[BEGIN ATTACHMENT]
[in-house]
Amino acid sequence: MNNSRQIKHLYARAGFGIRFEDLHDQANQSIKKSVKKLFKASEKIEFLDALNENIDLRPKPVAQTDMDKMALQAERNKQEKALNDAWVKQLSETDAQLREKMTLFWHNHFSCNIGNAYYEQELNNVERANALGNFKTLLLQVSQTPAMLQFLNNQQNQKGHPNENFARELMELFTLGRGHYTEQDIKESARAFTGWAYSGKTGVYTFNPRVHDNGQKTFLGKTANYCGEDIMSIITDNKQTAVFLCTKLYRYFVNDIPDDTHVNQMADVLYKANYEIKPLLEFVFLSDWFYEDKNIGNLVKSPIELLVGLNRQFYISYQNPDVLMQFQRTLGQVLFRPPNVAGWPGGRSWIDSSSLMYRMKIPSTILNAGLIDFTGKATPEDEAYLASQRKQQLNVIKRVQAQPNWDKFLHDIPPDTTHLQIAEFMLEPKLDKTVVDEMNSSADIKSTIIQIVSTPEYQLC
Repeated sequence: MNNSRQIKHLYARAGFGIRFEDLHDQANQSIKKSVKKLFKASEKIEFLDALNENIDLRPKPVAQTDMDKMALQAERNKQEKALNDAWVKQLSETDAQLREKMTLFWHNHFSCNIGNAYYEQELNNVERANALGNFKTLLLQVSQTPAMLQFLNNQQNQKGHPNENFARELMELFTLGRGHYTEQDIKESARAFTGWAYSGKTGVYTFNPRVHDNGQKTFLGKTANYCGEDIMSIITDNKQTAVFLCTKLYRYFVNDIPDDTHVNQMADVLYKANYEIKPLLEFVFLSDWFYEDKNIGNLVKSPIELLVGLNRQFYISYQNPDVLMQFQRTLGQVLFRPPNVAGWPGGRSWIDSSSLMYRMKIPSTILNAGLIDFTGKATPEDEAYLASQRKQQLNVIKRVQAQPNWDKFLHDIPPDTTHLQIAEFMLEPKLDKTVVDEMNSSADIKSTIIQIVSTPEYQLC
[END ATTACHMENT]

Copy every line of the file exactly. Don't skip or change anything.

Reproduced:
[in-house]
Amino acid sequence: MNNSRQIKHLYARAGFGIRFEDLHDQANQSIKKSVKKLFKASEKIEFLDALNENIDLRPKPVAQTDMDKMALQAERNKQEKALNDAWVKQLSETDAQLREKMTLFWHNHFSCNIGNAYYEQELNNVERANALGNFKTLLLQVSQTPAMLQFLNNQQNQKGHPNENFARELMELFTLGRGHYTEQDIKESARAFTGWAYSGKTGVYTFNPRVHDNGQKTFLGKTANYCGEDIMSIITDNKQTAVFLCTKLYRYFVNDIPDDTHVNQMADVLYKANYEIKPLLEFVFLSDWFYEDKNIGNLVKSPIELLVGLNRQFYISYQNPDVLMQFQRTLGQVLFRPPNVAGWPGGRSWIDSSSLMYRMKIPSTILNAGLIDFTGKATPEDEAYLASQRKQQLNVIKRVQAQPNWDKFLHDIPPDTTHLQIAEFMLEPKLDKTVVDEMNSSADIKSTIIQIVSTPEYQLC
Repeated sequence: MNNSRQIKHLYARAGFGIRFEDLHDQANQSIKKSVKKLFKASEKIEFLDALNENIDLRPKPVAQTDMDKMALQAERNKQEKALNDAWVKQLSETDAQLREKMTLFWHNHFSCNIGNAYYEQELNNVERANALGNFKTLLLQVSQTPAMLQFLNNQQNQKGHPNENFARELMELFTLGRGHYTEQDIKESARAFTGWAYSGKTGVYTFNPRVHDNGQKTFLGKTANYCGEDIMSIITDNKQTAVFLCTKLYRYFVNDIPDDTHVNQMADVLYKANYEIKPLLEFVFLSDWFYEDKNIGNLVKSPIELLVGLNRQFYISYQNPDVLMQFQRTLGQVLFRPPNVAGWPGGRSWIDSSSLMYRMKIPSTILNAGLIDFTGKATPEDEAYLASQRKQQLNVIKRVQAQPNWDKFLHDIPPDTTHLQIAEFMLEPKLDKTVVDEMNSSADIKSTIIQIVSTPEYQLC